When the new JBL IRX-112BT was announced, I was a little perplexed as to the type of user they were trying to reach, given that their brand has a variety of speakers across several categories, including the acclaimed EON series. But after taking it for a spin on a few real-life gigs (live shows!), I understand a little better- it’s designed for you, the solo singer/songwriter, who just needs an affordable, one-trip plug and play setup and doesn’t want to have to be a sound engineer on a gig.
Of course, there are other real-life scenarios where the IRX will work splendidly. Public speakers, gym instructors, DJ’s and house parties would do well with all this unit offers, particularly the music ducking and Bluetooth 5.0 functionality, which we will discuss in a bit.
Here’s a quick run-through of the speaker’s specs: The IRX-112BT features a 12” speaker housed in a molded enclosure with two independent channels each controlled by gain knobs, one main master volume and a thru output to run either another speaker or a subwoofer. The two gain knobs work independently for each channel and are Neutrik ¼”/XLR combo inputs. There are two handles, one on the side and one on top, for easy carrying options. And, at 27.5 pounds, it was a light enough, easy on the back speaker compared to others I’ve lugged to gigs. There’s also an 8″ version with essentially the same features and weighing 17.4 pounds.
In place of a mic/line switch, each channel’s sound level works within the knob itself, with the line source (an instrument, for example) starting at the bottom (6 o’clock setting) and turning all the way to the top 12 o’clock position. The mic section runs from the top to the bottom on the right-hand side down (12-6 o’clock). A visual guide around the knob lays out how the channel’s gain structure increases/decreases with the mic/line source.
This setup confused me at first and got the better of me out of the box. Setting up quickly at the first gig I cranked the guitar channel to around 3 o’clock, turned the guitar volume up, and the sound was distorted. Operator error! Since it is a line source, the preferred setting is on the right side below the 12 o’clock level, which quickly produced a pleasing tone when dialed back. The vocal microphone works from the 12 o’clock setting down the left side.
The master volume controls the overall sound of the two channels plus any Bluetooth signal that it receives. Volume for the Bluetooth signal is controlled from that source, i.e. phone/tablet.
The Bluetooth 5.0 is for streaming music and connecting two speakers together. Note that there is no 1/8” input on the unit so any pre-recorded music from a phone or tablet has to be via Bluetooth, or by using a 1/8″ to ¼”/XLR adapter into Channel 1 or 2.
There are four tonal presets: Music, Vocal, Speech and Flat settings. Each have different pre-programmed contours for dialing in a sound at the push of a button. There’s a bass boost – good for parties and adding the extra thump, AFS feedback suppression (on and off) and music ducking which allows you to talk over any music that’s playing.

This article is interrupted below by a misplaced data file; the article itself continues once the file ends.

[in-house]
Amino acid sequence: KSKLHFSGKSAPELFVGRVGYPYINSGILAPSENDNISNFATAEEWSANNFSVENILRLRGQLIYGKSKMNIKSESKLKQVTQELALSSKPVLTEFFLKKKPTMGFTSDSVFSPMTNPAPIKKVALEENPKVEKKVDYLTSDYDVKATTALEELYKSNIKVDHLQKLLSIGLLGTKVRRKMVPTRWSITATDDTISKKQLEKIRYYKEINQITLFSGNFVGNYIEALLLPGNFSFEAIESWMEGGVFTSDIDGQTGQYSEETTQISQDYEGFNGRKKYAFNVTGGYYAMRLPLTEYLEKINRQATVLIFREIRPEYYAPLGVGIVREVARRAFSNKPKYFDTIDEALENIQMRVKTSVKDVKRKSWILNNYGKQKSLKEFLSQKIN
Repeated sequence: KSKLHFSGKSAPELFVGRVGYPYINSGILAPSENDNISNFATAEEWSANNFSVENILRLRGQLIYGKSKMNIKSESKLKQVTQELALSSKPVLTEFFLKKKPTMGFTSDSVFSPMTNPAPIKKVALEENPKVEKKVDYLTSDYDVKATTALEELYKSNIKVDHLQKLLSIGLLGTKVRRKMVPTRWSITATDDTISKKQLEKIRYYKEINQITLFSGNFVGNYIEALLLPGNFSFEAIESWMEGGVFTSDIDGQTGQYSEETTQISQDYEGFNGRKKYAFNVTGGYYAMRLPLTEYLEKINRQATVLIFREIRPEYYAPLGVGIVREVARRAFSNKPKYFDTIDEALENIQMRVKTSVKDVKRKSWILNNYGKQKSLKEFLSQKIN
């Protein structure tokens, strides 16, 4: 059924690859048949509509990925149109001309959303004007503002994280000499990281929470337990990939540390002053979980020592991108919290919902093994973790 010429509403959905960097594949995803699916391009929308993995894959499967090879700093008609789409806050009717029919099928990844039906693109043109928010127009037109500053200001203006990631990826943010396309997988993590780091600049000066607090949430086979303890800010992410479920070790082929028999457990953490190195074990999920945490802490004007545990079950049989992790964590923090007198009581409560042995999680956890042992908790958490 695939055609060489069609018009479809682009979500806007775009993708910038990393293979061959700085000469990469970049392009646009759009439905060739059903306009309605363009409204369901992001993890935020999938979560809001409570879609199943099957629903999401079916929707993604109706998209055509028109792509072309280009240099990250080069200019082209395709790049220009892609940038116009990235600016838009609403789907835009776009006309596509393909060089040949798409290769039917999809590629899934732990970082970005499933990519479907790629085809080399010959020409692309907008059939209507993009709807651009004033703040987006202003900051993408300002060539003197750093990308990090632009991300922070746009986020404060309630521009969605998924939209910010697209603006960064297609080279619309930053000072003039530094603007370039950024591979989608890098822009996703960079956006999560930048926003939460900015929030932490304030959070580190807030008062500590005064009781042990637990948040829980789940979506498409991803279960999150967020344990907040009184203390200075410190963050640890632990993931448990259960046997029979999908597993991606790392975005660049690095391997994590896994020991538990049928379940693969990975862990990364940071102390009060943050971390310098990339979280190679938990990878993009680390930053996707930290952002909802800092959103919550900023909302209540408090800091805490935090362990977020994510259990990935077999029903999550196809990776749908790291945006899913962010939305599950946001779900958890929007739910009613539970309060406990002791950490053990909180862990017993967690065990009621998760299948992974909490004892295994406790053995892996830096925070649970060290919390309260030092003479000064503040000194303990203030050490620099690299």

We only ran acoustic guitars and vocals through the system for our gigs so we can’t comment on how a fully mic’d band with drums and electric guitar, using a separate external mixer, would sound through it. But it does have enough air and depth that it shouldn’t be a problem, especially since it handles pre-recorded music well.
The dual-channel setup of the IRX proved a lifesaver at one duo gig, as our mixer for a four-input band was accidentally left at the studio. We were able to have one person use the IRX’s two channels and start the show while the other ran back to the studio to get the mixer, head hung in shame at his forgetfulness!
I found this setting to offer the best balance and fullest sound for a simple guitar/vocal performance (with a little room available for adjustments to different room sizes):
Channel 1: 10 o’clock for guitar
Channel 2: 2 o’clock for vocal
Main Volume: set at 4 o’clock
Once I realized how each channel worked, it was smooth sailing and setup time was cut down to just a few minutes. And the sound? Full and clear. The IRX projects nice definition, bottom end and separation of instruments. In fact, it sounds more like what a 15” speaker would sound like.
On the downside, there are no effects within the speaker, though if you use an external mixer with built-in effects you’re covered. And our outside gig proved to have enough natural reverb that it wasn’t needed.
There’s no app either but honestly, there’s not much for it to do anyway that you couldn’t do with a quick manual adjustment. And, as noted, there’s no 1/8” input if that is something you absolutely need and have no adapters or Bluetooth.
For live performers in a solo setting, the JBL-IRX112BT is worth a listen.
Street price: $379.99
LF Driver Size: 12″ woofer
Total Power: 1300W Peak
Inputs: 2 x XLR-1/4″ combo (mic/line)
Outputs: 1 x XLR (thru)
Frequency Response: 53Hz-20kHz (±3dB)
Maximum Peak SPL: 129 dB SPL
Horizontal Coverage Angle: 90°
Vertical Coverage Angle: 60°
Signal Processing: 4 x EQ Presets, Music Ducking
Enclosure Material: Polypropylene Cabinet with Honeycomb Grille
Mounting Options: Pole Mount with 1.37″ Socket
Power Source: Standard IEC AC cable
Weight: 27.3 lbs.
With review assistance from Nick Ryan Piescor